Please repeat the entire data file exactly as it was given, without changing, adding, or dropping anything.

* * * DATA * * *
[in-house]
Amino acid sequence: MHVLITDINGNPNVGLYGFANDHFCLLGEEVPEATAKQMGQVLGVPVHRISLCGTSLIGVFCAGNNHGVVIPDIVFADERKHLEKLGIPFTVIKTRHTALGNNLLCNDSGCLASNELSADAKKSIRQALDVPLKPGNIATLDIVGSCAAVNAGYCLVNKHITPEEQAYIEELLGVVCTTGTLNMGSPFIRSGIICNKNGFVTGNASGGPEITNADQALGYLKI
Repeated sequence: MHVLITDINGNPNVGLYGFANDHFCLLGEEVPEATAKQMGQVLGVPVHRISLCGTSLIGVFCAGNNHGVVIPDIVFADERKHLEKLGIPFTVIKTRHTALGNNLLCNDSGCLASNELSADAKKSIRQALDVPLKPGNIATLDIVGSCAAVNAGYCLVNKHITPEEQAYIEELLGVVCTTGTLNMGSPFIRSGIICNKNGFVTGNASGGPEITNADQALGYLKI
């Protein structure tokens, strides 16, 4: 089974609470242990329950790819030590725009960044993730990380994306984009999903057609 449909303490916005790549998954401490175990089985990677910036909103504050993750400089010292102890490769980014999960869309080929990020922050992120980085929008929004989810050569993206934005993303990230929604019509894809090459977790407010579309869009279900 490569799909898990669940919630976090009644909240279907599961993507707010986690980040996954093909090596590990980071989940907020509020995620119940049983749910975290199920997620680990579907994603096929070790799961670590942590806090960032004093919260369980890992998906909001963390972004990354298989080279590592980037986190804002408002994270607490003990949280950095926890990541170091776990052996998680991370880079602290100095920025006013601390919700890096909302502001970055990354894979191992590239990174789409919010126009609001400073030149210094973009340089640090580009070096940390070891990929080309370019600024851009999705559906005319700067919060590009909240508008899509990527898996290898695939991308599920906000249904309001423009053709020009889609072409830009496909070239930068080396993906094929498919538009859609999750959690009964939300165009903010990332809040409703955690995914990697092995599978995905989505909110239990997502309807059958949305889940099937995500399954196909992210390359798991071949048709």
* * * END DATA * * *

[in-house]
Amino acid sequence: MHVLITDINGNPNVGLYGFANDHFCLLGEEVPEATAKQMGQVLGVPVHRISLCGTSLIGVFCAGNNHGVVIPDIVFADERKHLEKLGIPFTVIKTRHTALGNNLLCNDSGCLASNELSADAKKSIRQALDVPLKPGNIATLDIVGSCAAVNAGYCLVNKHITPEEQAYIEELLGVVCTTGTLNMGSPFIRSGIICNKNGFVTGNASGGPEITNADQALGYLKI
Repeated sequence: MHVLITDINGNPNVGLYGFANDHFCLLGEEVPEATAKQMGQVLGVPVHRISLCGTSLIGVFCAGNNHGVVIPDIVFADERKHLEKLGIPFTVIKTRHTALGNNLLCNDSGCLASNELSADAKKSIRQALDVPLKPGNIATLDIVGSCAAVNAGYCLVNKHITPEEQAYIEELLGVVCTTGTLNMGSPFIRSGIICNKNGFVTGNASGGPEITNADQALGYLKI
């Protein structure tokens, strides 16, 4: 089974609470242990329950790819030590725009960044993730990380994306984009999903057609 449909303490916005790549998954401490175990089985990677910036909103504050993750400089010292102890490769980014999960869309080929990020922050992120980085929008929004989810050569993206934005993303990230929604019509894809090459977790407010579309869009279900 490569799909898990669940919630976090009644909240279907599961993507707010986690980040996954093909090596590990980071989940907020509020995620119940049983749910975290199920997620680990579907994603096929070790799961670590942590806090960032004093919260369980890992998906909001963390972004990354298989080279590592980037986190804002408002994270607490003990949280950095926890990541170091776990052996998680991370880079602290100095920025006013601390919700890096909302502001970055990354894979191992590239990174789409919010126009609001400073030149210094973009340089640090580009070096940390070891990929080309370019600024851009999705559906005319700067919060590009909240508008899509990527898996290898695939991308599920906000249904309001423009053709020009889609072409830009496909070239930068080396993906094929498919538009859609999750959690009964939300165009903010990332809040409703955690995914990697092995599978995905989505909110239990997502309807059958949305889940099937995500399954196909992210390359798991071949048709």